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Why Do Countries Float the Way They Float?

Listed author(s):
  • Ricardo Hausmann
  • Ugo Panizza
  • Ernesto H. Stein

Countries that are classified as having floating exchange rate systems (or very wide bands) show strikingly different patterns of behavior. They hold very different levels of international reserves and allow very different volatilities in the movements of the exchange rate relative to the volatility that they tolerate either on the level of reserves or in interest rates. We document these differences and present a model that explains them as the optimal response of a Central Bank that attempts to minimize a standard loss function, in an environment in which firms are credit-constrained and incomplete markets limit their ability to avoid currency mismatches. This model suggests that the difference in the way countries float could be related to their differing levels of exchange rate pass-through and differences in their ability to avoid currency mismatches. We test these implications and find a very strong and robust relationship between the pattern of floating and the ability of a country to borrow internationally in its own currency. We find weaker and less robust evidence on the importance of pass-through to account for differences across countries with respect to their exchange rate/monetary management.

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Paper provided by Inter-American Development Bank, Research Department in its series Research Department Publications with number 4205.

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Date of creation: May 2000
Handle: RePEc:idb:wpaper:4205
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  1. Frenkel, Jacob A. & Aizenman, Joshua, 1982. "Aspects of the optimal management of exchange rates," Journal of International Economics, Elsevier, vol. 13(3-4), pages 231-256, November.
  2. Barro, Robert J. & Gordon, David B., 1983. "Rules, discretion and reputation in a model of monetary policy," Journal of Monetary Economics, Elsevier, vol. 12(1), pages 101-121.
  3. Betts, Caroline & Devereux, Michael B., 2000. "Exchange rate dynamics in a model of pricing-to-market," Journal of International Economics, Elsevier, vol. 50(1), pages 215-244, February.
  4. Laurence M. Ball, 1999. "Policy Rules for Open Economies," NBER Chapters, in: Monetary Policy Rules, pages 127-156 National Bureau of Economic Research, Inc.
  5. Banerjee, Abhijit & Bacchetta, Philippe & Aghion, Philippe, 2001. "Currency Crises and Monetary Policy in an Economy with Credit Constraints," Scholarly Articles 4554218, Harvard University Department of Economics.
  6. Philippe Aghion & Philippe Bacchetta & Abhijit Banerjee, 1999. "Capital Markets and the Instability of Open Economies," Working Papers 99.01, Swiss National Bank, Study Center Gerzensee.
  7. Guillermo A. Calvo & Carmen M. Reinhart, 2000. "Fear of Floating," NBER Working Papers 7993, National Bureau of Economic Research, Inc.
  8. Guillermo A. Calvo & Carmen M. Reinhart, 2000. "Fixing for Your Life," NBER Working Papers 8006, National Bureau of Economic Research, Inc.
  9. Svensson, Lars E O, 1996. "Inflation Forecast Targeting: Implementing and Monitoring Inflation Targets," CEPR Discussion Papers 1511, C.E.P.R. Discussion Papers.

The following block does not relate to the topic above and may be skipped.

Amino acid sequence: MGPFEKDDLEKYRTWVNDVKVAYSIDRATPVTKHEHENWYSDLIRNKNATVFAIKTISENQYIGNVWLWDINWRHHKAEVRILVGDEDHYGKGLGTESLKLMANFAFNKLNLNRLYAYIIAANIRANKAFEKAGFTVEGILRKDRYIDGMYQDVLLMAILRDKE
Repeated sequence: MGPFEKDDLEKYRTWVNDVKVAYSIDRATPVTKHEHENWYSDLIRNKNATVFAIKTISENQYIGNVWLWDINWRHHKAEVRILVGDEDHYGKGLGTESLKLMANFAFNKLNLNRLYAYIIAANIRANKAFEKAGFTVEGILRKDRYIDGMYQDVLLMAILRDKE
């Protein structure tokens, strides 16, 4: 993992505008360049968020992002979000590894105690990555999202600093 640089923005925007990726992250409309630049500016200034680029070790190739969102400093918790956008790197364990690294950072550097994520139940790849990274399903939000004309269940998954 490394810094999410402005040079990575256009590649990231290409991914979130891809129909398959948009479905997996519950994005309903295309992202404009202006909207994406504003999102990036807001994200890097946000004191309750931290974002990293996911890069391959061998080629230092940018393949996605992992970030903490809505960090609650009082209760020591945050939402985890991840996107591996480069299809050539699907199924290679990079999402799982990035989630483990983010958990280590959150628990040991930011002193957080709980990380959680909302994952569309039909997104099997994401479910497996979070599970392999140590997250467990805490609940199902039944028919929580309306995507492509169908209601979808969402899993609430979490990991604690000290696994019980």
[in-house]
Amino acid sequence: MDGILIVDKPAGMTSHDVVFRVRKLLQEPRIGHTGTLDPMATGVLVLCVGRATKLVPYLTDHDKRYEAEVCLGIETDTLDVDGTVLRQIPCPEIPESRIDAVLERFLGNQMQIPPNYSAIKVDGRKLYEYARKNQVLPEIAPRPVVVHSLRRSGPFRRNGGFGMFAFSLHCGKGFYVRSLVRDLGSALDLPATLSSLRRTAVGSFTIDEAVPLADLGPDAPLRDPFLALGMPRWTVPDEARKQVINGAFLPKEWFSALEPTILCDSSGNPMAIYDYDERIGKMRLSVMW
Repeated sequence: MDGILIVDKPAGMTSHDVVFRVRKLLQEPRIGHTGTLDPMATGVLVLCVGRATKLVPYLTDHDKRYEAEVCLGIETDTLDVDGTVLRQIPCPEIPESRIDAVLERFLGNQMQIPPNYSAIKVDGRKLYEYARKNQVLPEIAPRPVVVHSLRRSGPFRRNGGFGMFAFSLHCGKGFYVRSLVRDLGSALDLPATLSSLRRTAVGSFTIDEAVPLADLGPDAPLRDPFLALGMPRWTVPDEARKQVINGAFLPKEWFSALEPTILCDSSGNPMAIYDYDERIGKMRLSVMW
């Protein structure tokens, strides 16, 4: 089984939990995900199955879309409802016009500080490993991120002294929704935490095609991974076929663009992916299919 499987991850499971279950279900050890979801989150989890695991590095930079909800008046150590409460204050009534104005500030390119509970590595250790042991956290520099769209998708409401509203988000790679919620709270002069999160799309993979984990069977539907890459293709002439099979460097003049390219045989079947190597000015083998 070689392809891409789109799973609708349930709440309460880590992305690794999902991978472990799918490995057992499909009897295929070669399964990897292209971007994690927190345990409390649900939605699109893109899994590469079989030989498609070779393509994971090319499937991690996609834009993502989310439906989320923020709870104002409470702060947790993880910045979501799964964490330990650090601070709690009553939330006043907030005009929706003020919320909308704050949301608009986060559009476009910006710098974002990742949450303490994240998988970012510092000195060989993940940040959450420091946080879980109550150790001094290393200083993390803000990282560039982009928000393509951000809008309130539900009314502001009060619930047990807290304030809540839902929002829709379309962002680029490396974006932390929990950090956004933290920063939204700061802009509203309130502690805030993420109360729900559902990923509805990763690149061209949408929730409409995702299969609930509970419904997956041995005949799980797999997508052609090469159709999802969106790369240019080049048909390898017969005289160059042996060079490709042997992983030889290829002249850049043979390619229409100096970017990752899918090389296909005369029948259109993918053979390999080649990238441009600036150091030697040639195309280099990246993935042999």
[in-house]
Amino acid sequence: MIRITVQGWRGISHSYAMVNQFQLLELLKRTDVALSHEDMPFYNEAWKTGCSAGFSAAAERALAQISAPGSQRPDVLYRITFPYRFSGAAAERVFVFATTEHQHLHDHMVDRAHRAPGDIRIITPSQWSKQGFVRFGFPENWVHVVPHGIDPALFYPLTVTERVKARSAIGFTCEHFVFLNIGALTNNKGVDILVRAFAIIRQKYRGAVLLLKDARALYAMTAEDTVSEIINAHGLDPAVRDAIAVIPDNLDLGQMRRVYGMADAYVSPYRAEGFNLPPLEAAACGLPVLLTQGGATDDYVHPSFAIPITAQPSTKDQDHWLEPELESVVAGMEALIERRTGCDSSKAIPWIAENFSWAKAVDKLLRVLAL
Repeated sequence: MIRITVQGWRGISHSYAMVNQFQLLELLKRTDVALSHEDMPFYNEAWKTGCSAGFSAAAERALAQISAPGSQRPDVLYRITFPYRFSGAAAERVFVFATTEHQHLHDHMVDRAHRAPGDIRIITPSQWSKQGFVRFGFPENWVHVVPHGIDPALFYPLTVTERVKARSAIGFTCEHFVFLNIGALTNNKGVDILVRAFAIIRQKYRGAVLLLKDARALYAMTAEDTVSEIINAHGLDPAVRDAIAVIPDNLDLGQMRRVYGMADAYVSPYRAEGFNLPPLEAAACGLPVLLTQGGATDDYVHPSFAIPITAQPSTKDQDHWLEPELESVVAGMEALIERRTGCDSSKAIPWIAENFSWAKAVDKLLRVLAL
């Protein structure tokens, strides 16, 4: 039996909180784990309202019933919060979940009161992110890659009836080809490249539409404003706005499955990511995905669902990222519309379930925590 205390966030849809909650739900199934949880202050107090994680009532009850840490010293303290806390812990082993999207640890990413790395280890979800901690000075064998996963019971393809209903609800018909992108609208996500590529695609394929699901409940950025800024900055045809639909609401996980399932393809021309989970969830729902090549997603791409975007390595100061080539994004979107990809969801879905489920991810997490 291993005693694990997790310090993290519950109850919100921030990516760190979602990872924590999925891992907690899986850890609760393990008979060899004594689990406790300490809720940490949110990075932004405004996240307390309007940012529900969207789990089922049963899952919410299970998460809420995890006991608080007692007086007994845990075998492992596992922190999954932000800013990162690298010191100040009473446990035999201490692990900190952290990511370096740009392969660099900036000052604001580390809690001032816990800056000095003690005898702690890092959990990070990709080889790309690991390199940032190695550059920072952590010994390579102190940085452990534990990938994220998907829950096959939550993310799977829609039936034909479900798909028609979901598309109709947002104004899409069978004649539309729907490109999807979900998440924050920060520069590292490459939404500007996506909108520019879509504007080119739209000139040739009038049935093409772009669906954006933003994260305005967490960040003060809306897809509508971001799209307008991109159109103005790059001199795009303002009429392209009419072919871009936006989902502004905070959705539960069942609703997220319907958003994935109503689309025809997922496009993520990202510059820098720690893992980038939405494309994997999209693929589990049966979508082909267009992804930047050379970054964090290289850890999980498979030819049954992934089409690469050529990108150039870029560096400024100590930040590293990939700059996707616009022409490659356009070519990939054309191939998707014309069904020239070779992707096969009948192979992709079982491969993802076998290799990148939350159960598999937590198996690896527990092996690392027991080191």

10. Luis Felipe Céspedes & Roberto Chang & Andrés Velasco, 2004. "Balance Sheets and Exchange Rate Policy," American Economic Review, American Economic Association, vol. 94(4), pages 1183-1193, September.
  11. Reinhart, Carmen & Calvo, Guillermo, 1999. "Inversión de las corrientes de capital, tipo de cambio y dolarización
    [Capital Flow Reversals, the Exchange Rate Debate, and Dollarization]
    ," MPRA Paper 13692, University Library of Munich, Germany.
  12. Krugman, Paul & Taylor, Lance, 1978. "Contractionary effects of devaluation," Journal of International Economics, Elsevier, vol. 8(3), pages 445-456, August.
  13. Diaz-Alejandro, Carlos, 1985. "Good-bye financial repression, hello financial crash," Journal of Development Economics, Elsevier, vol. 19(1-2), pages 1-24.
  14. Aizenman, Joshua & Frenkel, Jacob A, 1985. "Optimal Wage Indexation, Foreign Exchange Intervention, and Monetary Policy," American Economic Review, American Economic Association, vol. 75(3), pages 402-423, June.
  15. Eichengreen, Barry & Rose, Andrew K & Wyplosz, Charles, 1996. "Contagious Currency Crises," CEPR Discussion Papers 1453, C.E.P.R. Discussion Papers.
  16. Gordon De Brouwer & Neil R. Ericsson, 1995. "Modelling inflation in Australia," International Finance Discussion Papers 530, Board of Governors of the Federal Reserve System (U.S.).
  17. Sebastian Edwards & Miguel A. Savastano, 1999. "Exchange Rates in Emerging Economies: What Do We Know? What Do We Need to Know?," NBER Working Papers 7228, National Bureau of Economic Research, Inc.
  18. Eichengreen, Barry & Rose, Andrew & Wyplosz, Charles, 1996. " Contagious Currency Crises: First Tests," Scandinavian Journal of Economics, Wiley Blackwell, vol. 98(4), pages 463-484, December.
  19. Philippe Bacchetta, 2000. "Monetary Policy with Foreign Currency Debt," Working Papers 00.03, Swiss National Bank, Study Center Gerzensee.
  20. Ernesto H. Stein & Jeffry Frieden, 2000. "The Political Economy of Exchange Rate Policy in Latin America: An Analytical Overview," Research Department Publications 3118, Inter-American Development Bank, Research Department.
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